Cnidários/classificação , Serina Proteases/efeitos dos fármacos , Inibidores de Serino Proteinase/farmacologia , Animais , Bovinos , Quimotripsina/antagonistas & inibidores , Quimotripsina/metabolismo , Simulação por Computador , Humanos , Simulação de Dinâmica Molecular , Serina Proteases/metabolismo , Inibidores de Serino Proteinase/isolamento & purificação , Tripsina/efeitos dos fármacos , Tripsina/metabolismo , Inibidores da Tripsina/isolamento & purificação , Inibidores da Tripsina/farmacologia
8.
Toxins (Basel) ; 11(11)2019 Nov 18.
Artigo em Inglês | MEDLINE | ID: mdl-31752210

RESUMO

Assassin bugs (Reduviidae) produce venoms that are insecticidal, and which induce pain in predators, but the composition and function of their individual venom components is poorly understood. We report findings on the venom system of the red-spotted assassin bug Platymeris rhadamanthus, a large species of African origin that is unique in propelling venom as a projectile weapon when threatened. We performed RNA sequencing experiments on venom glands (separate transcriptomes of the posterior main gland, PMG, and the anterior main gland, AMG), and proteomic experiments on venom that was either defensively propelled or collected from the proboscis in response to electrostimulation. We resolved a venom proteome comprising 166 polypeptides. Both defensively propelled venom and most venom samples collected in response to electrostimulation show a protein profile similar to the predicted secretory products of the PMG, with a smaller contribution from the AMG. Pooled venom samples induce calcium influx via membrane lysis when applied to mammalian neuronal cells, consistent with their ability to cause pain when propelled into the eyes or mucus membranes of potential predators. The same venom induces rapid paralysis and death when injected into fruit flies. These data suggest that the cytolytic, insecticidal venom used by reduviids to capture prey is also a highly effective defensive weapon when propelled at predators.

9.
Bioconjug Chem ; 30(11): 2879-2888, 2019 Nov 20.
Artigo em Inglês | MEDLINE | ID: mdl-31647222

RESUMO

Twenty million Americans suffer from peripheral nerve injury caused by trauma and medical disorders, resulting in a broad spectrum of potentially debilitating side effects. In one out of four cases, patients identify surgery as the root cause of their nerve injury. Particularly during tumor resections or after traumatic injuries, tissue distortion and poor visibility can challenge a surgeon's ability to precisely locate and preserve peripheral nerves. Intuitively, surgical outcomes would improve tremendously if nerves could be highlighted using an exogeneous contrast agent. In clinical practice, however, the current standard of care-visual examination and palpation-remains unchanged. To address this unmet clinical need, we explored the expression of voltage-gated sodium channel Nav1.7 as an intraoperative marker for the peripheral nervous system. We show that expression of Nav1.7 is high in peripheral nerves harvested from both human and mouse tissue. We further show that modification of a Nav1.7-selective peptide, Hsp1a, can serve as a targeted vector for delivering a fluorescent sensor to the peripheral nervous system. Ex vivo, we observe a high signal-to-noise ratio for fluorescently labeled Hsp1a in both histologically prepared and fresh tissue. Using a surgical fluorescent microscope, we show in a simulated clinical scenario that the identification of mouse sciatic nerves is possible, suggesting that fluorescently labeled Hsp1a tracers could be used to discriminate nerves from their surrounding tissues in a routine clinical setting.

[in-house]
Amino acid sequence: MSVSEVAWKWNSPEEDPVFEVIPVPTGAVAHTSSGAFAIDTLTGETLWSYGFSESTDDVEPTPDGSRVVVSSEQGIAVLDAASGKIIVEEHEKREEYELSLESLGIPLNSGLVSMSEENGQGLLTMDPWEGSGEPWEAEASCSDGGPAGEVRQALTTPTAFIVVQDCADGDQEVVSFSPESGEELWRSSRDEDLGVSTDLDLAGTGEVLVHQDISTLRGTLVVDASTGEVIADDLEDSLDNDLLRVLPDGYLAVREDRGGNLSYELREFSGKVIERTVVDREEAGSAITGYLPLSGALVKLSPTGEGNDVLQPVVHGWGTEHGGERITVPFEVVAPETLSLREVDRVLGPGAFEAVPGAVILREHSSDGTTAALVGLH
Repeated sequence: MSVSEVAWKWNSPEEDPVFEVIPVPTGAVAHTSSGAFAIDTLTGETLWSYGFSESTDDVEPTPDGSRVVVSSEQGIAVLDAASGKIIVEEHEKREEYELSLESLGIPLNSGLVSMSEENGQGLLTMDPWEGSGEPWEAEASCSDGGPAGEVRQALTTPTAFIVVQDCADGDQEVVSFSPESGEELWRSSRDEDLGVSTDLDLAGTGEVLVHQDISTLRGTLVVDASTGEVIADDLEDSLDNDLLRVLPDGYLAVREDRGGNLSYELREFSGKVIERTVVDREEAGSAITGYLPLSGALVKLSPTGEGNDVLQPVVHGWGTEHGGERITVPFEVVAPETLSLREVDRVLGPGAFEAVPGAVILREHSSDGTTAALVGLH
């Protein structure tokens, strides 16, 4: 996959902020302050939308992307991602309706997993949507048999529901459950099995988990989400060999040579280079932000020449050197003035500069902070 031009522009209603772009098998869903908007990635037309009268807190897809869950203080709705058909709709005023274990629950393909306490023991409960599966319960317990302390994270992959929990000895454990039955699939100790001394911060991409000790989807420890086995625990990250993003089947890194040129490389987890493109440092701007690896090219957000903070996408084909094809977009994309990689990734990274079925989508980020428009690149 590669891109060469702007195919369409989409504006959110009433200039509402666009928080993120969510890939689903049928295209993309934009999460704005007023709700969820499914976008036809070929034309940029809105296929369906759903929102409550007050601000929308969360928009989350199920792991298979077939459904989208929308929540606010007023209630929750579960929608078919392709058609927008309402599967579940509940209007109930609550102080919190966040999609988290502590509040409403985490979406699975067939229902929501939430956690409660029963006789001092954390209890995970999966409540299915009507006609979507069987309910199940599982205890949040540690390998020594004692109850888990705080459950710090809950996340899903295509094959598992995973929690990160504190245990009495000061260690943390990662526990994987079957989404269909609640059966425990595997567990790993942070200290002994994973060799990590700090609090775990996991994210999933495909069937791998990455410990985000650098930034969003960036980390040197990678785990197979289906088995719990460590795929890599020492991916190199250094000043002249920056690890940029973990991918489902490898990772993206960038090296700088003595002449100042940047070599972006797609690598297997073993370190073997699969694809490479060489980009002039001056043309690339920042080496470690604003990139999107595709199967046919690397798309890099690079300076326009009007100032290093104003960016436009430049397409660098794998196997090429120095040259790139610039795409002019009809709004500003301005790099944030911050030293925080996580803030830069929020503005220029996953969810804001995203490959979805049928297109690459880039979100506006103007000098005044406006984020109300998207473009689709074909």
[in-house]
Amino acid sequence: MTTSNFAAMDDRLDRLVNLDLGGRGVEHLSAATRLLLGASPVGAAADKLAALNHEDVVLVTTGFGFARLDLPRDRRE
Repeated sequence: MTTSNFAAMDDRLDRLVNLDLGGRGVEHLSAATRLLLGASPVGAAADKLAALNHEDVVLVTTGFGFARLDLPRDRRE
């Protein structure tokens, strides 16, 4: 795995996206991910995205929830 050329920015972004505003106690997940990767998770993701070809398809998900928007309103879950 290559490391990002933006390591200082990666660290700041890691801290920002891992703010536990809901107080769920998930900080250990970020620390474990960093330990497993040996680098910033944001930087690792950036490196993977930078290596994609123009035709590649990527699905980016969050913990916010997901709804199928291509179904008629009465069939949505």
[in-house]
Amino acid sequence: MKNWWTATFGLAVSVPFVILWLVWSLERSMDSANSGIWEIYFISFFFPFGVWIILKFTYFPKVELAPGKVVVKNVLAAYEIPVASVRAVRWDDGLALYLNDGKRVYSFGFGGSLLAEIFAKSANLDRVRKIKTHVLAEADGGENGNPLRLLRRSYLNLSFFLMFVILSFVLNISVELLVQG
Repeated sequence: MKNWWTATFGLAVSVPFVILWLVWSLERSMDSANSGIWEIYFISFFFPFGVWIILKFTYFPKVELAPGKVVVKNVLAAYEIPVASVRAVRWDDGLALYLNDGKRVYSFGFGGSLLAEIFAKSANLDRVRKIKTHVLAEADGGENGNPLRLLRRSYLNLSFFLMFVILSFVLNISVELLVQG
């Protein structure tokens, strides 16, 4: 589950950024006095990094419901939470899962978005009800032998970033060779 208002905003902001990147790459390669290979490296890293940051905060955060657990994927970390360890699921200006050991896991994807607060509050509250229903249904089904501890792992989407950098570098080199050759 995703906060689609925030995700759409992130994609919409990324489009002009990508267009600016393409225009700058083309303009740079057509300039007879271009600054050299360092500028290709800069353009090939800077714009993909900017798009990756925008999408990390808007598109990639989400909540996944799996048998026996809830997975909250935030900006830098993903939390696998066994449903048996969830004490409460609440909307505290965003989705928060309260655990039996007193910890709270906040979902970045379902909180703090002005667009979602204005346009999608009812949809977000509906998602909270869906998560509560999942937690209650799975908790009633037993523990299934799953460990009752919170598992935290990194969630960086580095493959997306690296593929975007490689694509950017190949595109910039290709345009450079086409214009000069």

10.
J Nat Prod ; 82(9): 2559-2567, 2019 Sep 27.
Artigo em Inglês | MEDLINE | ID: mdl-31532206

RESUMO

Animal venoms can play an important role in drug discovery, as they are a rich source of evolutionarily tuned compounds that target a variety of ion channels and receptors. To date, there are six FDA-approved drugs derived from animal venoms, with recent work using high-throughput platforms providing a variety of new therapeutic candidates. However, high-throughput methods for screening animal venoms against purinoceptors, one of the oldest signaling receptor families, have not been reported. Here, we describe a variety of quantitative fluorescent-based high-throughput screening (HTS) cell-based assays for screening animal venoms against ligand-gated P2X receptors. A diverse selection of 180 venoms from arachnids, centipedes, hymenopterans, and cone snails were screened, analyzed, and validated, both analytically and pharmacologically. Using this approach, we performed screens against human P2X3, P2X4, and P2X7 using three different fluorescent-based dyes on stable cell lines and isolated the active venom components. Our HTS assays are performed in 96-well format and allow simultaneous screening of multiple venoms on multiple targets, improving testing characteristics while minimizing costs, specimen material, and testing time. Moreover, utilizing our assays and applying them to the other natural product libraries, rather than venoms, might yield other novel natural products that modulate P2X activity.

11.
Cell ; 178(6): 1362-1374.e16, 2019 Sep 05.
Artigo em Inglês | MEDLINE | ID: mdl-31447178

RESUMO

TRPA1 is a chemosensory ion channel that functions as a sentinel for structurally diverse electrophilic irritants. Channel activation occurs through an unusual mechanism involving covalent modification of cysteine residues clustered within an amino-terminal cytoplasmic domain. Here, we describe a peptidergic scorpion toxin (WaTx) that activates TRPA1 by penetrating the plasma membrane to access the same intracellular site modified by reactive electrophiles. WaTx stabilizes TRPA1 in a biophysically distinct active state characterized by prolonged channel openings and low Ca2+ permeability. Consequently, WaTx elicits acute pain and pain hypersensitivity but fails to trigger efferent release of neuropeptides and neurogenic inflammation typically produced by noxious electrophiles. These findings provide a striking example of convergent evolution whereby chemically disparate animal- and plant-derived irritants target the same key allosteric regulatory site to differentially modulate channel activity. WaTx is a unique pharmacological probe for dissecting TRPA1 function and its contribution to acute and persistent pain.